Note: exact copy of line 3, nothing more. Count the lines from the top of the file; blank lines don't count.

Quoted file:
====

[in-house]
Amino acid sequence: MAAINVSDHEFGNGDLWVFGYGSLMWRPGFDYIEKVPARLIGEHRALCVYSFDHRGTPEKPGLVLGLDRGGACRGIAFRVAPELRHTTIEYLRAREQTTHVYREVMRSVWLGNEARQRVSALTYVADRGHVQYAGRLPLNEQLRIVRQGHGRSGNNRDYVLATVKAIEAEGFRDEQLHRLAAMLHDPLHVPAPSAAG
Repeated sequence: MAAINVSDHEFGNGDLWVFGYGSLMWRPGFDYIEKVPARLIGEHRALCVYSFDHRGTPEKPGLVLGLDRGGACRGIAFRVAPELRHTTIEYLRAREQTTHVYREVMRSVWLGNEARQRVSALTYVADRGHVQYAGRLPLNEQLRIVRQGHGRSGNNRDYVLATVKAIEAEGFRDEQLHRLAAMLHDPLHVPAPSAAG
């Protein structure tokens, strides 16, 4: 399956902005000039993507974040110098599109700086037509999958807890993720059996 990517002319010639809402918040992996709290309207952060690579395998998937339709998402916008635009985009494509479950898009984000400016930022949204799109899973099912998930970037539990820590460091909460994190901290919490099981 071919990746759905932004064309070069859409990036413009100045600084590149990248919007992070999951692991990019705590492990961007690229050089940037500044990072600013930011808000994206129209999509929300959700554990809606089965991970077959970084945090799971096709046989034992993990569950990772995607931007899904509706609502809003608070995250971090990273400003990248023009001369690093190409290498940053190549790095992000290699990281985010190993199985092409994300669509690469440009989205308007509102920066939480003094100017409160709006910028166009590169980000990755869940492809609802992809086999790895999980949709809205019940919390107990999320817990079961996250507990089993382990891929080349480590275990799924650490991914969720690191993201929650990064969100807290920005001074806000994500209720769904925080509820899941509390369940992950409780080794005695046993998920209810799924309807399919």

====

Repeated sequence: MAAINVSDHEFGNGDLWVFGYGSLMWRPGFDYIEKVPARLIGEHRALCVYSFDHRGTPEKPGLVLGLDRGGACRGIAFRVAPELRHTTIEYLRAREQTTHVYREVMRSVWLGNEARQRVSALTYVADRGHVQYAGRLPLNEQLRIVRQGHGRSGNNRDYVLATVKAIEAEGFRDEQLHRLAAMLHDPLHVPAPSAAG